Most people have heard of root canals. What they haven’t heard of, however, is what root canals involve. An average person likely knows very little about the procedure, and we want to change that.
At North Shore and Brookline Endodontic Associates we want our patients to be well informed about the procedure while also being aware that it is a pain-free treatment that will help save their natural tooth. Here is a basic guide of what you need to know about root canals and why you shouldn’t be afraid of them according to information from the American Association of Endodontists.
- Why do I need a root canal?
To answer this question, you first need a little anatomy on the tooth. Inside your tooth, in the root of your tooth, below the gum line is something called pulp. When a tooth decays, it can inflame that pulp, or even worse—infect it. When the pulp becomes infected, it can result in an abscess at the bottom of your tooth. This is when a root canal is required.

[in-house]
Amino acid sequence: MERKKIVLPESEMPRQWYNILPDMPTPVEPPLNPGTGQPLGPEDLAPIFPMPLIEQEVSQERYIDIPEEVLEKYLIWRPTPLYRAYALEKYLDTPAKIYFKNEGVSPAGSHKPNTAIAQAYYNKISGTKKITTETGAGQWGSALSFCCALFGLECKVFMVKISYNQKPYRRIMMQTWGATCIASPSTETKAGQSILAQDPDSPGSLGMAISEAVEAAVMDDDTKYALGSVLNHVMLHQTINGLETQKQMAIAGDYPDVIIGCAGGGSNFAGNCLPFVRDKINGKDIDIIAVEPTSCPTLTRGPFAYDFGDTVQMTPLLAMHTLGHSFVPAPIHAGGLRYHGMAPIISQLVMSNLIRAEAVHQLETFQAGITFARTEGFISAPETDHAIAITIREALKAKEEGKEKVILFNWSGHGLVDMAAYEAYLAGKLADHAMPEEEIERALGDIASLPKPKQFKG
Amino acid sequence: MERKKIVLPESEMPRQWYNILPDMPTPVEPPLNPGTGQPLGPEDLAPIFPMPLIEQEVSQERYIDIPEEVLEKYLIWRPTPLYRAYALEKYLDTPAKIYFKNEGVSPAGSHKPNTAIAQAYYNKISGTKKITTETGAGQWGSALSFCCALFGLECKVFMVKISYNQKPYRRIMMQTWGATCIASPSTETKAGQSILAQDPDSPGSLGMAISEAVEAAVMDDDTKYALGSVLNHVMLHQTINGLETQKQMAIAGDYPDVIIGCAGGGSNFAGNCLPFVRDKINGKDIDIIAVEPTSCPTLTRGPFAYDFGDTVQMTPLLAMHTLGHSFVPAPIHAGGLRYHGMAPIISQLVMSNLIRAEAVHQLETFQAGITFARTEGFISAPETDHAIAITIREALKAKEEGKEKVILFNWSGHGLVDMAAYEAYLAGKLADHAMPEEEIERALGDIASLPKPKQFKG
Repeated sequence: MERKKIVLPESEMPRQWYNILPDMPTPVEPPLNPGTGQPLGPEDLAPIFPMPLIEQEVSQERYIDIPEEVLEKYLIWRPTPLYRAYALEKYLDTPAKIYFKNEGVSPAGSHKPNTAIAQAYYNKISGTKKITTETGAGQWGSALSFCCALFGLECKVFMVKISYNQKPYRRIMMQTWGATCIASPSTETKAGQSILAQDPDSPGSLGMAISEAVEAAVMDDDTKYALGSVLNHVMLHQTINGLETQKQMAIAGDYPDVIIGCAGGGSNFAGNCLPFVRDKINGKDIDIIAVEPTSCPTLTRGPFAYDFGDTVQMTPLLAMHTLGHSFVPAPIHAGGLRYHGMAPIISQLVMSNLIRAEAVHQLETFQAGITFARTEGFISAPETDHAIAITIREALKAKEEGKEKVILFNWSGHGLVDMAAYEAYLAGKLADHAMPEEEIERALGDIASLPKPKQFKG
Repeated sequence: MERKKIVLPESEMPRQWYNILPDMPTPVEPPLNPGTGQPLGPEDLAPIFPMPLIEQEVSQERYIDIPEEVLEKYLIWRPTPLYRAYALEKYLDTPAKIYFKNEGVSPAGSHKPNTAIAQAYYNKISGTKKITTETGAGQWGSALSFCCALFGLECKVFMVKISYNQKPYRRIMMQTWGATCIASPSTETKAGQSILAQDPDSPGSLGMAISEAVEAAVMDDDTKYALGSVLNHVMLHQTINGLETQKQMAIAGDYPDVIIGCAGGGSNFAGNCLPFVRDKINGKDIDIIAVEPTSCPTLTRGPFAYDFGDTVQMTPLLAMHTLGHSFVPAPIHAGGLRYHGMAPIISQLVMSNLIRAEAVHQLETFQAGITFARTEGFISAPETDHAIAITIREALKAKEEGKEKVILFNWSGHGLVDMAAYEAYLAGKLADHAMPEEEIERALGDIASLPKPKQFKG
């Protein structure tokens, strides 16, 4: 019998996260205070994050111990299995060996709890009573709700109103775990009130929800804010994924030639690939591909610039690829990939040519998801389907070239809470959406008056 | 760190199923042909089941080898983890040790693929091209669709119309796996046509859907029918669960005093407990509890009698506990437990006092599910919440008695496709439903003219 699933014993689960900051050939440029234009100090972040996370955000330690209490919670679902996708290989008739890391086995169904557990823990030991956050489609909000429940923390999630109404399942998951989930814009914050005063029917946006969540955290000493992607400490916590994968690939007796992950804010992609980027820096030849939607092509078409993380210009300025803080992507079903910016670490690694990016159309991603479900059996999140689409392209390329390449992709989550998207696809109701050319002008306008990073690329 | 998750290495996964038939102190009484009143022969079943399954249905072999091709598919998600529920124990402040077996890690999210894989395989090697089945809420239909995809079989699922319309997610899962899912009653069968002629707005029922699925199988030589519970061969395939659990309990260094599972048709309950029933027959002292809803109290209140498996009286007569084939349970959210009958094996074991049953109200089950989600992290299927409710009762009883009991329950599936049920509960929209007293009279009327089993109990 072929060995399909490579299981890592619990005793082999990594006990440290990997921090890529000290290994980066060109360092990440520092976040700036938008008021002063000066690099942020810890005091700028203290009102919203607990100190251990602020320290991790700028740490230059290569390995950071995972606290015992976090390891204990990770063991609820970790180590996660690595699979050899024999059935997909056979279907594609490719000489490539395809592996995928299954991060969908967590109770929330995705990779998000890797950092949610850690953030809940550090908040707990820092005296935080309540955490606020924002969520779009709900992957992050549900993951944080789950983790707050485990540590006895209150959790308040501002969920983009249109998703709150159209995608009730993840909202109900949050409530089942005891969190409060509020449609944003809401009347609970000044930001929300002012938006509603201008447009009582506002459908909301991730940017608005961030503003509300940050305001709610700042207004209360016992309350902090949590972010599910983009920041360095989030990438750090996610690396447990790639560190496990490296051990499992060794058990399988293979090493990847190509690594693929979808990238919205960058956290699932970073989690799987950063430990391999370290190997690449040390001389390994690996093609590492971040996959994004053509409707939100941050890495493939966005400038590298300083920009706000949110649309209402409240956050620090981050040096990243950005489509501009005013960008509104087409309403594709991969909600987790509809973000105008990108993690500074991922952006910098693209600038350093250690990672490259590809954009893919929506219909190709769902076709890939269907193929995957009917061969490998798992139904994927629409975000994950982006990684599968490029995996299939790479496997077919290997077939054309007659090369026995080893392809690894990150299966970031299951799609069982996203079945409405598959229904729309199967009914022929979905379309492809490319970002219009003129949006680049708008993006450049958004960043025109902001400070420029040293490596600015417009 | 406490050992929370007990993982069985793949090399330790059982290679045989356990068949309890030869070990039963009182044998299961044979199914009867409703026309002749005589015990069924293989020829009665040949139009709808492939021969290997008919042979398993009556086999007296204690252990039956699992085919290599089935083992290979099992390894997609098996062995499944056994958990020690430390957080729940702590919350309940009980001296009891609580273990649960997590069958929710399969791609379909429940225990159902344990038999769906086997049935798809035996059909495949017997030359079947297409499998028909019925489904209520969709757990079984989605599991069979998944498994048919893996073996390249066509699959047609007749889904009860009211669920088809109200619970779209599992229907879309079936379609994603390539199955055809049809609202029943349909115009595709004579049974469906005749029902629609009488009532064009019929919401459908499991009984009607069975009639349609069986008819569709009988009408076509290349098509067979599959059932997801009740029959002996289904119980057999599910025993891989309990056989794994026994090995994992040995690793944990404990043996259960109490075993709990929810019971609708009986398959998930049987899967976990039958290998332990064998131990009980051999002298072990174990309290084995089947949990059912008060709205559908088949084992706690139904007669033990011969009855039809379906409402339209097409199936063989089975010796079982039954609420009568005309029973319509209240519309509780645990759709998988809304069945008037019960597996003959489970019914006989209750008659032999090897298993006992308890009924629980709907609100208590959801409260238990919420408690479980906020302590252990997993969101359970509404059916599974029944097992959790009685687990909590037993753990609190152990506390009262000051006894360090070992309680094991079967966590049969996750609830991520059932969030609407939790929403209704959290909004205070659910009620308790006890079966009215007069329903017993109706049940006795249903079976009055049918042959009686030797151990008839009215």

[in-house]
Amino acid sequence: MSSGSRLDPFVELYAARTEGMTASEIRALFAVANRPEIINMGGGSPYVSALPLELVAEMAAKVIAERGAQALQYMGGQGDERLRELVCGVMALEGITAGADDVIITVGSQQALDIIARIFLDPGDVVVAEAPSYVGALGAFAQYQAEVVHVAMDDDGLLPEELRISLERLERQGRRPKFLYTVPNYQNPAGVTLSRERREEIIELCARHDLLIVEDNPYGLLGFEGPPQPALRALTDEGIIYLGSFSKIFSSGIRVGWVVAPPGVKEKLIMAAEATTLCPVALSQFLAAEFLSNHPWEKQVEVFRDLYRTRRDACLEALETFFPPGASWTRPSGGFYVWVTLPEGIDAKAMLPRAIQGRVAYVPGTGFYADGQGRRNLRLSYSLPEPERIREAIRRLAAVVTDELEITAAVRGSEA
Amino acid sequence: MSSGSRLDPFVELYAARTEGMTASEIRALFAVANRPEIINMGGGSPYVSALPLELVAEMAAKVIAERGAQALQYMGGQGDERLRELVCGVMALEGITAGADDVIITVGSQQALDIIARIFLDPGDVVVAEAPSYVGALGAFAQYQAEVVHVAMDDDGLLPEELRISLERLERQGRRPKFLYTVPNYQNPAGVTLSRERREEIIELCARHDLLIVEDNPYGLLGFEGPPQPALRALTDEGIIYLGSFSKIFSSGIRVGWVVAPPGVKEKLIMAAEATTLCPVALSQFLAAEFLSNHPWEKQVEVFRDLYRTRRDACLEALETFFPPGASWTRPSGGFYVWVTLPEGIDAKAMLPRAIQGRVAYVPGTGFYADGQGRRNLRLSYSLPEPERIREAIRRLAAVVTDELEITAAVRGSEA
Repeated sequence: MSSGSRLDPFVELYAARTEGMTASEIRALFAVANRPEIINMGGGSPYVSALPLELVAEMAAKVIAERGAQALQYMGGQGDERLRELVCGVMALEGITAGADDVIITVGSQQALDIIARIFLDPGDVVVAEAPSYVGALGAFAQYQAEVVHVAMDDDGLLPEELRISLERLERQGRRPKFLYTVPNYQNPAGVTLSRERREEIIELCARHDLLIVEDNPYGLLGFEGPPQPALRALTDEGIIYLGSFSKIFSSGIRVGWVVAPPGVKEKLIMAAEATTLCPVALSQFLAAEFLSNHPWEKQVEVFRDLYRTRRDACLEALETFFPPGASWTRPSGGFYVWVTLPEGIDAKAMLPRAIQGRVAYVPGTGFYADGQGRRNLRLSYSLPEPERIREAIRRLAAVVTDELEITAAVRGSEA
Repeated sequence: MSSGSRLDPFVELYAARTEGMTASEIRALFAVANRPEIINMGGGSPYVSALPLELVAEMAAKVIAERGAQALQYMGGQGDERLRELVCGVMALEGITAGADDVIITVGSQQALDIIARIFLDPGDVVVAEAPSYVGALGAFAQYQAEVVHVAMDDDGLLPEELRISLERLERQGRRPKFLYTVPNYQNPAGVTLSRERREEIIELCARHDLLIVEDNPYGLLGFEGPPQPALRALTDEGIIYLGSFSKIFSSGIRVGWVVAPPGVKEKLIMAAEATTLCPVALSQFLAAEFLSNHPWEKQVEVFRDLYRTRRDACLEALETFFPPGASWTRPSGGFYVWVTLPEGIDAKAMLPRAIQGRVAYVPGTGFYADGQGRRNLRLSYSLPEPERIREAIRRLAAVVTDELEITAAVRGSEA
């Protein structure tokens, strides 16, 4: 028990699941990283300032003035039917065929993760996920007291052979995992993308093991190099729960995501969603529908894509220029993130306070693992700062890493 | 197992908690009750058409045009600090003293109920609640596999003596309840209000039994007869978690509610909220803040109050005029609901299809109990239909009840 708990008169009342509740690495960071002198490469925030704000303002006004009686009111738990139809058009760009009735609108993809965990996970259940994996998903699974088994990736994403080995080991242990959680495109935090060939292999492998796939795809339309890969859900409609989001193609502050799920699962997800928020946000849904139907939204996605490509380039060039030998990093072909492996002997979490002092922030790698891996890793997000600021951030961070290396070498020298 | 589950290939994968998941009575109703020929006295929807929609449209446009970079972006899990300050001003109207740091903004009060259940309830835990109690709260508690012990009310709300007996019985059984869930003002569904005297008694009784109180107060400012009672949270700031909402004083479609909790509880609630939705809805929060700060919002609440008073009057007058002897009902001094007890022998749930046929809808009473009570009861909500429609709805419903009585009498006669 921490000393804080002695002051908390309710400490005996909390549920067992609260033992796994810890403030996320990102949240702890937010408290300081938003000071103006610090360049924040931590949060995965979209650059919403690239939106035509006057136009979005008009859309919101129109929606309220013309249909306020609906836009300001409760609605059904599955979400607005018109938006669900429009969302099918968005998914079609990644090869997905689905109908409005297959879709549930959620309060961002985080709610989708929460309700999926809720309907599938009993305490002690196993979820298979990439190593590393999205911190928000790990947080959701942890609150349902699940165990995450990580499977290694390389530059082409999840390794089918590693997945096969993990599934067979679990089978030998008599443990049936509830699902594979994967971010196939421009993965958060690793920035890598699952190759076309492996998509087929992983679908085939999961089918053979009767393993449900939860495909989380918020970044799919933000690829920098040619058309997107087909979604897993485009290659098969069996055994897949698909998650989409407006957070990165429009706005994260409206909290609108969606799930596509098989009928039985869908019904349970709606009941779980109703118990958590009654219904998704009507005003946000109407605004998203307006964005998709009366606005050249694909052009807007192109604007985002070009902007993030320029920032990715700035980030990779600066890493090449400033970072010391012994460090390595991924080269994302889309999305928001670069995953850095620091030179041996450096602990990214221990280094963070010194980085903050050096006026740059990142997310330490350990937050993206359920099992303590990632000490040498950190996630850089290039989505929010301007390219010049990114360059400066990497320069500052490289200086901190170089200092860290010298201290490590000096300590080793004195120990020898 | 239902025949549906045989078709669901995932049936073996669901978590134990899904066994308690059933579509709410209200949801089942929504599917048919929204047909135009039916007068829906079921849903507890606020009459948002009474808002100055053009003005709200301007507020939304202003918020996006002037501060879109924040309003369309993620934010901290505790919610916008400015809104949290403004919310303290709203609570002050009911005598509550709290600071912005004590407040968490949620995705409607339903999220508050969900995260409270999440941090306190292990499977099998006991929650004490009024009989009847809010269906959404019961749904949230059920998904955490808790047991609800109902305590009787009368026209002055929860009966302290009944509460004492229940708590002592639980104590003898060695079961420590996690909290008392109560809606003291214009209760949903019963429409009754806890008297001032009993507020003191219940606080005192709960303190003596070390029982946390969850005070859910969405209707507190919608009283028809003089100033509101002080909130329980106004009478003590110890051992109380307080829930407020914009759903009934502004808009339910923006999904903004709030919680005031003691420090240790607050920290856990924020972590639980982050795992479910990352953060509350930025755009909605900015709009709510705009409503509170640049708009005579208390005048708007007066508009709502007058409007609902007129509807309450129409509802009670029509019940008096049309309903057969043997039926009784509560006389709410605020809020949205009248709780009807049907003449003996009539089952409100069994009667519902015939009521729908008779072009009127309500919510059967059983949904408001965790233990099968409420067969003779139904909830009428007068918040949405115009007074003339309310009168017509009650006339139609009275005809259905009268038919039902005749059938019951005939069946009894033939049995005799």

An endodontist is a specialist who treats the inside of your tooth. They are going to go into your tooth and treat the inflammation or infection. They want to treat the infected tooth before an abscess forms.
- How does a root canal work?
When performing a root canal, an endodontist goes into the tooth and removes the inflamed or infected pulp. Then they clean out and disinfect your tooth, after your tooth is cleaned out, they fill and seal it with a rubber-like material called gutta-percha. This serves as a way to help prevent it from happening again.
- What are the advantages to a root canal?
Root canals help to save your natural tooth, which has huge advantages. Keeping your natural tooth means that your tooth can continue to function normally. This means that your ability to chew efficiently, bite forcefully, and the appearance of your tooth all remain the same as they did before your procedure.
As you can see, getting a root canal is key to maintaining the oral lifestyle that you currently live. Getting endodontic work means getting to keep your natural tooth and continuing to experience all the functionality that a real tooth contains. Getting a root canal also prevents you from needed ongoing dental work. Getting a root canal is a smart call for overall oral health.